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too heavy for them to continue to bear. One day, however, unexpected help came. George Marvel, in his quiet way, had conceived a great idea, and in his quiet way had carried it out. Here were these two children thrown upon the world. Not children exactly perhaps, for they were nearly seventeen years of age ; but one was a cripple, and the other was a girl. They had been good children, and their character stood high in the neighbourhood. Who ought to assist them? The neighbours. Some one must take it in hand, and why not he as well as any other person? No sooner had he made up his mind than he set to work. He went round to the neighbours personally, and told them what his errand was.

Poor as they were, they gave their mites cheerfully, with scarcely an exception. When he had made the round of the neighbours, he went to the workshops, and the men there gave their penny each, and the boys their halfpence, and so swelled the total. His own employers and fellow-workmen were more liberal than any. He did not forget his tradesmen, his butcher and baker and grocer. They all gave; and the result was that, at the end of the three weeks during which he had been employed in his self-imposed task, he had a sum

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M:. 1177.c e bome of Life dress : veslan talin tim. be fed himse::: thocsand poisi eresI lasting bis wid their bilens : gruped bis way in terror m thousand misshagen ban is str. gress. Tey fastened on tingi and the faster his tremiz dwa kui tore them iwly, malalal. So, izbing ai ins in tis 1ay, the mari MW, si Dia sp. En sam ariseer. Welke bem sce as wus bear; we are Det see see ing on of and 2 could not see, butesi 12 ing in Es sei wi ment. He w us cani

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to bear. The room was full of creeping Ps, visible in the midst of the darkness. He I go out into the streets, into the light, where could not follow him. Where was the door?

elt about the walls for it. It was gone ; he II.

closed in, imprisoned with his terrors. He Women - about with his hands deliriously. The win

! ah, they had not closed that! He dashed ne panes, and tearing open the casement with bleeding fingers, fell from a height of twenty and met a drunkard's death.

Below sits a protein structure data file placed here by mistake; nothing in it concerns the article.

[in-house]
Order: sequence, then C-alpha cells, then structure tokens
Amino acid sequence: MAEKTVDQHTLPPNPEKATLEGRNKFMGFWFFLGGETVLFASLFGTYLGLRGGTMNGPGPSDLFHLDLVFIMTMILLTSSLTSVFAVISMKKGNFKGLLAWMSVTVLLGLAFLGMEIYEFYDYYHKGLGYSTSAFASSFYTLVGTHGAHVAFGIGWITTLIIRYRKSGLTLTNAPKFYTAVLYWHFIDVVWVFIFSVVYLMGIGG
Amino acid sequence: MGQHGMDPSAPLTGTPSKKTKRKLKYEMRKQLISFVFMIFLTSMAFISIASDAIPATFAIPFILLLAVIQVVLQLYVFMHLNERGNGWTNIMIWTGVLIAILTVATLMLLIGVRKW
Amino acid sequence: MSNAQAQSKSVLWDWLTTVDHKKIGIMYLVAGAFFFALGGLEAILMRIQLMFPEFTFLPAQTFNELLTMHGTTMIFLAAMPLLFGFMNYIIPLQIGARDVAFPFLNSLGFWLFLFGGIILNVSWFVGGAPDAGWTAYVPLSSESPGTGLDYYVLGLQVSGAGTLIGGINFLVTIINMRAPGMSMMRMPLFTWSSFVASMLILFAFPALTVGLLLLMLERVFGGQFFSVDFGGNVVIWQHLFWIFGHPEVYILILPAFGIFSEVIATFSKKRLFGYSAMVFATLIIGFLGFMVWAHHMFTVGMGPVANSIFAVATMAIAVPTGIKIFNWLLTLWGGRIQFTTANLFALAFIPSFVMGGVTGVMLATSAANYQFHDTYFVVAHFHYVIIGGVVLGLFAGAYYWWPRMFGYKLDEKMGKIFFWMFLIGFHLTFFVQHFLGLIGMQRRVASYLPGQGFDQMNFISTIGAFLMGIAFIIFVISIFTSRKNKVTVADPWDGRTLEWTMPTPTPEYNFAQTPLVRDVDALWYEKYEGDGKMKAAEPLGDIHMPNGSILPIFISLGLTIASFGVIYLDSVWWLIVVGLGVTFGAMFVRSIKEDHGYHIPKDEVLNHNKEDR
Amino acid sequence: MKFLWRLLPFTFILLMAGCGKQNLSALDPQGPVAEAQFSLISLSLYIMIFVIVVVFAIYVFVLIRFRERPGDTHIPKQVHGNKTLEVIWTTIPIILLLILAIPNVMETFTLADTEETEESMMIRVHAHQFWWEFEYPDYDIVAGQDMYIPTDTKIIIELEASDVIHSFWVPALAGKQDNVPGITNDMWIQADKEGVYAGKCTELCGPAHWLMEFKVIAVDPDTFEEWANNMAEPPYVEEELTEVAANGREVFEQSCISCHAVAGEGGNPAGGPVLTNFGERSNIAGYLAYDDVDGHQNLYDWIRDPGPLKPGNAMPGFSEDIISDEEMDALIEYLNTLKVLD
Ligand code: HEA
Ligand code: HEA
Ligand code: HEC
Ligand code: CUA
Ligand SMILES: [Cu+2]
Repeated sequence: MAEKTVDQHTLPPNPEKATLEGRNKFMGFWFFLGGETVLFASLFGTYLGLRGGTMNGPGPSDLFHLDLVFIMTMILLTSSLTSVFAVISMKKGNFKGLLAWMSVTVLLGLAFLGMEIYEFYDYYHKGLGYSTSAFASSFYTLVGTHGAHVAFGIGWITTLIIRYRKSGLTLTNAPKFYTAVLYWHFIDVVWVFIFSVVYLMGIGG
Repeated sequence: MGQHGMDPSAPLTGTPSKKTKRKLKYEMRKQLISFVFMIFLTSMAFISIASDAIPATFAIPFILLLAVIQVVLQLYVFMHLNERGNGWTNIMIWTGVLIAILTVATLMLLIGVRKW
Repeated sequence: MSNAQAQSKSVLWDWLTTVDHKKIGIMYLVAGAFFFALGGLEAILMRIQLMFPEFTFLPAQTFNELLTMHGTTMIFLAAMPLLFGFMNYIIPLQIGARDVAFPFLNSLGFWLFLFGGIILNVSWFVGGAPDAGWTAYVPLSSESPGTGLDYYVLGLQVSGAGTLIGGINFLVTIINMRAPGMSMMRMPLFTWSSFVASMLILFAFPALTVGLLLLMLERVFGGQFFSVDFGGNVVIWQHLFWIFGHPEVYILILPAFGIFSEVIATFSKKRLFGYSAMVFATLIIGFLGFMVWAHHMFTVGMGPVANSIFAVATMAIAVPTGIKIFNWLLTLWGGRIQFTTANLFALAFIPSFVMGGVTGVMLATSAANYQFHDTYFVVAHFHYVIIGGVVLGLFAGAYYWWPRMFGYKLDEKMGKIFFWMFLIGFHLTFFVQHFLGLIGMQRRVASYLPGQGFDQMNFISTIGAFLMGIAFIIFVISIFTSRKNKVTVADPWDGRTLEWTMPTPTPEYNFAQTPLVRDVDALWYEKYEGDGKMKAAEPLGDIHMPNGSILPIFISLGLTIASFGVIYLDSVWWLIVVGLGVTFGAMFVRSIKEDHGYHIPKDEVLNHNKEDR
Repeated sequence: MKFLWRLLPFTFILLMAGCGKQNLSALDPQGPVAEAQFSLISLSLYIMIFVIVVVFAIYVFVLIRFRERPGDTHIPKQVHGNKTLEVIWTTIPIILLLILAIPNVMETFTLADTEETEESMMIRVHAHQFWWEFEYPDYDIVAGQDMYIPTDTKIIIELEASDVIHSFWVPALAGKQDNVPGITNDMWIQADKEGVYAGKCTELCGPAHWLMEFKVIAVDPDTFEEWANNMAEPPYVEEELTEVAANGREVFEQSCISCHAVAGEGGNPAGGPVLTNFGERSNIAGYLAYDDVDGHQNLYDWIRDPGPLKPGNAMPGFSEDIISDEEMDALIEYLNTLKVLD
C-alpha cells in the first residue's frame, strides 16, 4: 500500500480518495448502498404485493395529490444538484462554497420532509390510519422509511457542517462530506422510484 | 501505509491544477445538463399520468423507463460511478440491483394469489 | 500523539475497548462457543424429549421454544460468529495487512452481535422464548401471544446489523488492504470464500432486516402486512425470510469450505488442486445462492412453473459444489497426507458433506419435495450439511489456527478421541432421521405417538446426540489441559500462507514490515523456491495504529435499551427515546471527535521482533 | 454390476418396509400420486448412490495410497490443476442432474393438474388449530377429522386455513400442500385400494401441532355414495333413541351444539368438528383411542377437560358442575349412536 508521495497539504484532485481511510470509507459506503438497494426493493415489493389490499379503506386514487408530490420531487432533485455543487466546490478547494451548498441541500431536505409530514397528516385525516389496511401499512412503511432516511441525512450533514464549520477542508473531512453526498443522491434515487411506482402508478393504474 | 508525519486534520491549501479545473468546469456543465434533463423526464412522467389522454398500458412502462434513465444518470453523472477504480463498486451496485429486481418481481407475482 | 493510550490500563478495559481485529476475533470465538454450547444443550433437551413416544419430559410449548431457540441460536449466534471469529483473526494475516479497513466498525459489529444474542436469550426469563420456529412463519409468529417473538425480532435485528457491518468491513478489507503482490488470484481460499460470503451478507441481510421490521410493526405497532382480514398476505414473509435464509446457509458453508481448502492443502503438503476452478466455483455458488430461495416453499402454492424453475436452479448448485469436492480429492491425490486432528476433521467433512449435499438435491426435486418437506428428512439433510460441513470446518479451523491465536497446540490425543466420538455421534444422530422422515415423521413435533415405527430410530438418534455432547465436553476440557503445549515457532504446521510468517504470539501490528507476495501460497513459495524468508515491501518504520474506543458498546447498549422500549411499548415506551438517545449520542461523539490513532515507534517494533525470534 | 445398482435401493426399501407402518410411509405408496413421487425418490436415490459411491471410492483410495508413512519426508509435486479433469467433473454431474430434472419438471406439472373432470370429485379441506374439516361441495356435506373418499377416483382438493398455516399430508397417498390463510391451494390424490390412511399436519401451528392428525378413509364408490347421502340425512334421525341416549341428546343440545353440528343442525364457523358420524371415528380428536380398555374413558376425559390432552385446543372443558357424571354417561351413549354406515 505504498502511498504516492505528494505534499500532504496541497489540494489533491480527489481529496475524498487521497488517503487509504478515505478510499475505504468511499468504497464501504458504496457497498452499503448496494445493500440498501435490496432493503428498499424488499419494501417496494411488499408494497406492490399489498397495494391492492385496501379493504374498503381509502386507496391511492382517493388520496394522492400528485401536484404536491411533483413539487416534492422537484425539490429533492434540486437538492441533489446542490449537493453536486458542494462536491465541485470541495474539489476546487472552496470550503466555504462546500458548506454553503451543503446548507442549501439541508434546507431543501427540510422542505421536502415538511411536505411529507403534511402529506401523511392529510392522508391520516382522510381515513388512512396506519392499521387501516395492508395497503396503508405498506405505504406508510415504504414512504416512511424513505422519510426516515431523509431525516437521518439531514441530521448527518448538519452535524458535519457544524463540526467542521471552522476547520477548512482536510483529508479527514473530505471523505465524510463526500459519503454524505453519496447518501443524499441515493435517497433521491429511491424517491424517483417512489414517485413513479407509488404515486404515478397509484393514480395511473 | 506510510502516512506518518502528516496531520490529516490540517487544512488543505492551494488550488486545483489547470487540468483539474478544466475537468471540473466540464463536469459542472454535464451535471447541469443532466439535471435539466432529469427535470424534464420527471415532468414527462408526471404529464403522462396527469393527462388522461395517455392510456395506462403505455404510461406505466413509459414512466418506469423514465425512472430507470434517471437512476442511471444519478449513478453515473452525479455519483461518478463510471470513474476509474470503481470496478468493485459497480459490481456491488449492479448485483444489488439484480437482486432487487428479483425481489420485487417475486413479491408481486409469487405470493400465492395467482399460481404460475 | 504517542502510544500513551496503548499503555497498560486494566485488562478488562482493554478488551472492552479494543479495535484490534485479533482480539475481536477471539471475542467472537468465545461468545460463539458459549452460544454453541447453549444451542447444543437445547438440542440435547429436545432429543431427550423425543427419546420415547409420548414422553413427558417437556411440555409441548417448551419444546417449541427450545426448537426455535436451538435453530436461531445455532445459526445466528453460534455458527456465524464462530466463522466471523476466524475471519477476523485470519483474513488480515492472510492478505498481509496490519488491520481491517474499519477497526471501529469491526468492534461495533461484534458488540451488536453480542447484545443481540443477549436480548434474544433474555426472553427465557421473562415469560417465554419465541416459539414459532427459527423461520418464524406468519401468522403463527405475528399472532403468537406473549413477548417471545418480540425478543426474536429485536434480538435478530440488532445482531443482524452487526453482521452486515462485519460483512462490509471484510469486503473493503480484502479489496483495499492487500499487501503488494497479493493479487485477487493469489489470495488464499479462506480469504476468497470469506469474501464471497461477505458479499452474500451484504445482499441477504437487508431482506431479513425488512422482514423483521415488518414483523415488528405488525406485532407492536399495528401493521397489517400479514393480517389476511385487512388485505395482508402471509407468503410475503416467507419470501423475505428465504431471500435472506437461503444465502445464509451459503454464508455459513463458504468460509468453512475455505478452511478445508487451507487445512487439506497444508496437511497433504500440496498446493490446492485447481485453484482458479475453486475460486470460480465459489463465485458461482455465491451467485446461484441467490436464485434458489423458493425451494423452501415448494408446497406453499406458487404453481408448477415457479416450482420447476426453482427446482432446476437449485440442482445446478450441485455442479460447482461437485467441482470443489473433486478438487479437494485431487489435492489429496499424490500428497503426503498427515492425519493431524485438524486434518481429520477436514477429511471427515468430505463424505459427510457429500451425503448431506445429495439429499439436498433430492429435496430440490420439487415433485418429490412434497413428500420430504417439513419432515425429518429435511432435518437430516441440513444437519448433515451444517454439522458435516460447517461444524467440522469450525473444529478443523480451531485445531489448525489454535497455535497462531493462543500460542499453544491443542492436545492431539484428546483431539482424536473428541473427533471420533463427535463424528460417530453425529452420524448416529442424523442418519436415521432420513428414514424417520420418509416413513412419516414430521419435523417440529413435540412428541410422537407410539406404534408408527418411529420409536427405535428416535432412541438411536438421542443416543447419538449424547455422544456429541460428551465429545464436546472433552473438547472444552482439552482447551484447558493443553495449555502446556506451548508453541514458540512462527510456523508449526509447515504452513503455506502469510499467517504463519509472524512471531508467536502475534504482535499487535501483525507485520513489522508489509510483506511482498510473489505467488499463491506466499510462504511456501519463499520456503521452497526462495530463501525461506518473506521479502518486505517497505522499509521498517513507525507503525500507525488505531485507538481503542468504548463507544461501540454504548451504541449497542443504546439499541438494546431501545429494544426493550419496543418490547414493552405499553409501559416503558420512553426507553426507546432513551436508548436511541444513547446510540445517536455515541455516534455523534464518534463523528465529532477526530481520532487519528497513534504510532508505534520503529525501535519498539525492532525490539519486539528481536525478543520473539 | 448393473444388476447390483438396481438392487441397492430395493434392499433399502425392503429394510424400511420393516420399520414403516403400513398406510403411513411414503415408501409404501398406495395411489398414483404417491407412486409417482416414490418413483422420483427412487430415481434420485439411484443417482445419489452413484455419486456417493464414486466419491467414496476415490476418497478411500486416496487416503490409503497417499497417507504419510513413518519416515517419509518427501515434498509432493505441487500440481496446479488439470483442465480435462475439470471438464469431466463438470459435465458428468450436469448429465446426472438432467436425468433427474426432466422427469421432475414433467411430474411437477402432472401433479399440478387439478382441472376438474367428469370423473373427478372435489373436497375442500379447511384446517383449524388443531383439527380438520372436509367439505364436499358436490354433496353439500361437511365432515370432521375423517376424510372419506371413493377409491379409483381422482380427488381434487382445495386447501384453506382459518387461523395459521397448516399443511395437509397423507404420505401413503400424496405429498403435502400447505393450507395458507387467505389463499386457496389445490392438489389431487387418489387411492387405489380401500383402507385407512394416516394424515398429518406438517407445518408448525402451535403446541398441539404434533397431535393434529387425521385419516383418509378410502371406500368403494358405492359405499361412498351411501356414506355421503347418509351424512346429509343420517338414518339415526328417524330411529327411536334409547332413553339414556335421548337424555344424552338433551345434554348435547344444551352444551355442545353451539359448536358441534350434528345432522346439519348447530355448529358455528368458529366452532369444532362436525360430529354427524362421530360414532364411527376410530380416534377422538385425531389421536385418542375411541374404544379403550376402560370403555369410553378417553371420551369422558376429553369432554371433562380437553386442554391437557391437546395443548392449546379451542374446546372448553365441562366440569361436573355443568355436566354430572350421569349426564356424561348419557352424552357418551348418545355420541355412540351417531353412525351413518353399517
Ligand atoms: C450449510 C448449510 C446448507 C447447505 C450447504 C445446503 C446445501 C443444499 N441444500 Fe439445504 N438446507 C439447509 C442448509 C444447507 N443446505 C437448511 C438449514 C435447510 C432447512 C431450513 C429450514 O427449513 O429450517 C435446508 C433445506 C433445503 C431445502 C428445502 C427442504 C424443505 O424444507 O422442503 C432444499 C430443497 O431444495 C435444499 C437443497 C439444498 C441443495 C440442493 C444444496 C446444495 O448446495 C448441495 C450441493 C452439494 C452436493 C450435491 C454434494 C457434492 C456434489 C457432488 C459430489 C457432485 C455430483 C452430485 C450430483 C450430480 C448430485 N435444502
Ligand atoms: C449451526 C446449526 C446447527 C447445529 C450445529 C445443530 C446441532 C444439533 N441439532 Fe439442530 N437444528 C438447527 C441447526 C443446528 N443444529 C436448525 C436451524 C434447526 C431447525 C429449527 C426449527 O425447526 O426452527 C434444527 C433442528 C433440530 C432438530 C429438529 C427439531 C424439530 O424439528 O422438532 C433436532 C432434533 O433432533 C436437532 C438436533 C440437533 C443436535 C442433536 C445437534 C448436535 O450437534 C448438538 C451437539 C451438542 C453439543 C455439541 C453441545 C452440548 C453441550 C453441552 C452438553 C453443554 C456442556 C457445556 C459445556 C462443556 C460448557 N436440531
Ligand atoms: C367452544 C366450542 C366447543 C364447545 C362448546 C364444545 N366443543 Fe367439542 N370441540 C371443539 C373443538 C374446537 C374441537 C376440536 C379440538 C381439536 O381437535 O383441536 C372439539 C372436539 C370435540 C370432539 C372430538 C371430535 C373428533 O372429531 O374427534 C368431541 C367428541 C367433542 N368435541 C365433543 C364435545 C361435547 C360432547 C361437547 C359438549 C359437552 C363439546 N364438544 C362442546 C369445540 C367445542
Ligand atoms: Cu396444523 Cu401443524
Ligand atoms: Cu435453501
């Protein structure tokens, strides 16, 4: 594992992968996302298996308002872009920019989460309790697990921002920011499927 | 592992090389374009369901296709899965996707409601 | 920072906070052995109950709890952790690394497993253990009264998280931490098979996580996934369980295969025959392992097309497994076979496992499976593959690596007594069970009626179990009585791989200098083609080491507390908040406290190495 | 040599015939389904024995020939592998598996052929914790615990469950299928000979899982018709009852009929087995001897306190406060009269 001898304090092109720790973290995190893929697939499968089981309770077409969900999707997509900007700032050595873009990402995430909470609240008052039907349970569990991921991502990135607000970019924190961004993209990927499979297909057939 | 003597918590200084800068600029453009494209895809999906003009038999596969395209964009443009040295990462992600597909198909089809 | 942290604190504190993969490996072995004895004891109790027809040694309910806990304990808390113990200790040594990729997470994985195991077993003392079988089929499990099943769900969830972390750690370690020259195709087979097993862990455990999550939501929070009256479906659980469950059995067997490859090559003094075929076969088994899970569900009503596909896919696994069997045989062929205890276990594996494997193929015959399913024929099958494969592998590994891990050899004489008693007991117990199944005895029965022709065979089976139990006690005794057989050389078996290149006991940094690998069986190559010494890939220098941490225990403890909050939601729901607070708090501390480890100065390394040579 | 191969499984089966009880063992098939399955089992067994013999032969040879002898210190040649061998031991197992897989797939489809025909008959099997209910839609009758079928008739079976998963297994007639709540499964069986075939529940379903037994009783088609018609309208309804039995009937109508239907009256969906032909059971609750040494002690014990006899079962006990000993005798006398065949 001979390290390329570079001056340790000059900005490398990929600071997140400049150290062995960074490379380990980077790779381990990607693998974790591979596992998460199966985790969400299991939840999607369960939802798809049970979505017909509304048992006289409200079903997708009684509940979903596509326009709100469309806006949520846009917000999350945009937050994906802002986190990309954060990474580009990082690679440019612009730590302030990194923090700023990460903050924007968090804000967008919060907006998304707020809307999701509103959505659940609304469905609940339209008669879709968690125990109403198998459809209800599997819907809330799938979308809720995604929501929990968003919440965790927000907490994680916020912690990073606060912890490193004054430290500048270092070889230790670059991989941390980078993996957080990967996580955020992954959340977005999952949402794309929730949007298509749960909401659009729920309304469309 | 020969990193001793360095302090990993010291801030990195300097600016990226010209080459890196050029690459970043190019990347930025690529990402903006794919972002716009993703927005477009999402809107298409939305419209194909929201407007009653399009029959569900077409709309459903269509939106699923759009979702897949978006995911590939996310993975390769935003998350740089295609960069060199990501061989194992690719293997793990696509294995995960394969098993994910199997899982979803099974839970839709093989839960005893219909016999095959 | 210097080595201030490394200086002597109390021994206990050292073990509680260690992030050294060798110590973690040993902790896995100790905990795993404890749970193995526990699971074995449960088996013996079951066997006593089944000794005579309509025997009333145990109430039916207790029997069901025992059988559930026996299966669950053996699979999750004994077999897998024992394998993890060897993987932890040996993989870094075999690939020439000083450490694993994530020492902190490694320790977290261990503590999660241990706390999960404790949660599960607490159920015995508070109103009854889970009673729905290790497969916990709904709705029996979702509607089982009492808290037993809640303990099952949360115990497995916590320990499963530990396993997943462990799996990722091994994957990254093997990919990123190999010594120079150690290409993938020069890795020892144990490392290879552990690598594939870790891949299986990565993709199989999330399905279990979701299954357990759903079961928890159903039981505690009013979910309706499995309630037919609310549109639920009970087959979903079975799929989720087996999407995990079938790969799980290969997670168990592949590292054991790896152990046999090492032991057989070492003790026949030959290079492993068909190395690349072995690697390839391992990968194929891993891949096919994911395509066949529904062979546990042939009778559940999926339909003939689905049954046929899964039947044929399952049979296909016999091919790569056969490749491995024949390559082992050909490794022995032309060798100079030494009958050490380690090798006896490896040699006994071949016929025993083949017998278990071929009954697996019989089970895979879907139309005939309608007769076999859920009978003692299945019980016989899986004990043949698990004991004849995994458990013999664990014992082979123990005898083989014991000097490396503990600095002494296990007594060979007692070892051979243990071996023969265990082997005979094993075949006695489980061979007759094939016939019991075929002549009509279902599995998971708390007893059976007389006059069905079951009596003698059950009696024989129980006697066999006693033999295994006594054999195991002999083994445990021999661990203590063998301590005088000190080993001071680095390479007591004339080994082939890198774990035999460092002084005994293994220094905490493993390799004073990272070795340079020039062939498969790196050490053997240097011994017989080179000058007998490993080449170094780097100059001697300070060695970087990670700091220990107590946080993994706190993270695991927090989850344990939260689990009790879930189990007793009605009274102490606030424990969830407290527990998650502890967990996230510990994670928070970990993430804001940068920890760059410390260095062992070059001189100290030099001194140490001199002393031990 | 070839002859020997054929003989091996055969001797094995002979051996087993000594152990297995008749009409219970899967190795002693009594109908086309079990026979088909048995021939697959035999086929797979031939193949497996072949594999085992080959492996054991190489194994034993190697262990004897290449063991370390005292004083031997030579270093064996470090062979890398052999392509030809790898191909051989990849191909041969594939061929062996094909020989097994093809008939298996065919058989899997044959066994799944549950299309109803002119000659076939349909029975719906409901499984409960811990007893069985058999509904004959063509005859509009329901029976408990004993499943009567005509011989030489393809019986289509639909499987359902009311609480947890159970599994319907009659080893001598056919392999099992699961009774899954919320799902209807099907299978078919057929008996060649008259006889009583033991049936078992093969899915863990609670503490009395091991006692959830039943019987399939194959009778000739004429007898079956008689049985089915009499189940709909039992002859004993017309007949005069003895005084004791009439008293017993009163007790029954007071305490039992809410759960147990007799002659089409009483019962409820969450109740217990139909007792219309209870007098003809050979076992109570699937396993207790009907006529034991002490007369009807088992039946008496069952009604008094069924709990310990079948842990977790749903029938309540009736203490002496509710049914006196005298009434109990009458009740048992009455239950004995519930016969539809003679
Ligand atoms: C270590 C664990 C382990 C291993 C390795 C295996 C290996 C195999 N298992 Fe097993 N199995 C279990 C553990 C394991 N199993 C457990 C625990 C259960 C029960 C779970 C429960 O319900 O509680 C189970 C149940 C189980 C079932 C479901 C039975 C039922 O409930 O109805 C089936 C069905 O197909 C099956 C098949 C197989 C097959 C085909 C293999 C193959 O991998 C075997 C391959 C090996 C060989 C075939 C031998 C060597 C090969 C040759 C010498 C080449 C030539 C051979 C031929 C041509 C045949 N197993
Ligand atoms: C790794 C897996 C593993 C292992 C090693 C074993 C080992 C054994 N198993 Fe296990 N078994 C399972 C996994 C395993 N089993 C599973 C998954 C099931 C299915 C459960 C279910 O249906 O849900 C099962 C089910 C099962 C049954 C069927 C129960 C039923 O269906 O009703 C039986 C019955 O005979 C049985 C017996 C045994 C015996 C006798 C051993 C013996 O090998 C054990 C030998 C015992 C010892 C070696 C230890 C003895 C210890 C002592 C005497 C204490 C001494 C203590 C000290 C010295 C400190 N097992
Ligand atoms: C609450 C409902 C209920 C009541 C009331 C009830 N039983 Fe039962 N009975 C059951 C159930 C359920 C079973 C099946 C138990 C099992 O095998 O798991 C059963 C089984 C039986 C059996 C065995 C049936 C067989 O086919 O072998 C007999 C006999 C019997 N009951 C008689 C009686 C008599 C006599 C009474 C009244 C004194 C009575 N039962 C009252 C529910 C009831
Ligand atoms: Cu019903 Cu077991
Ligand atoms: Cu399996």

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12. The Lastea

I the to the wn and : Hiplied. So in his ans, il and Dan s:

e ned. vell as hear; mer

him pick the CAT in his imagination them off with love ce him, bathed in

bed and fighting ould not endure 1


of not less than twelve pounds four shillings in his possession, to hand over to Dan and Ellen to assist them through their trouble. The night he made up his accounts, he told his wife what he had done, and she blessed him for it, and was silently and devoutly grateful that Providence had given her a husband with such a heart.

The following evening George Marvel visited the children, with his bag of money in his coattail pocket. Ellen was at work, and although she looked pale in her black dress, she looked very pretty. The goodness of the heart always shows itself in the face.

Now Dan had been thinking all day, and indeed for many previous days, that he ought to consult some mature person as to what he was to do. You must understand that Dan, notwithstanding that he was so much younger than Susan, considered himself the head of the family. He had his plans, but he wanted advice concerning them. Up to the present time, his business in trained birds had not flourished. It could not be said to have commenced, for he had not sold a bird. He had decided that Mr. Marvel would be a proper person to ask advice of, and by good luck here Mr. Marvel was.


• Have you a few minutes to spare, sir ?'
“Yes, surely, Dan,' replied Mr. Marvel.

'I want to take your advice, sir,' commenced Dan after a slight hesitation. You know how we are situated, and how suddenly our misfortunes have come upon us. Well, sir, we must live; we must have bread-and-butter. Now the only scapegrace out of the lot of us is me-don't interrupt me, Ellen, nor you, sir, please. Susan is earning her bread-and-butter and something more. Ellen is earning enough to keep her; and I am the only idle oue of all of us, and I am the only one who is eating bread -and-butter and is not earning it.'

But, Dan-interposed George Marvel.

“ No, sir, please ; let me go on. I have been eating the bread of idleness all my life, and I am eating it now. It isn't right that I should do so. I ought to earn my own living. But how? I am not like other boys, and cannot do what other boys can do. One thing is certain : I can't let Ellen work for me, and it would break my heart to part from her; and she would feel it quite as much as I should.—Yes, Ellen, keep your arm round my neck, but don't speak.-I tried to earn money, you know that. I trained some birds, and put

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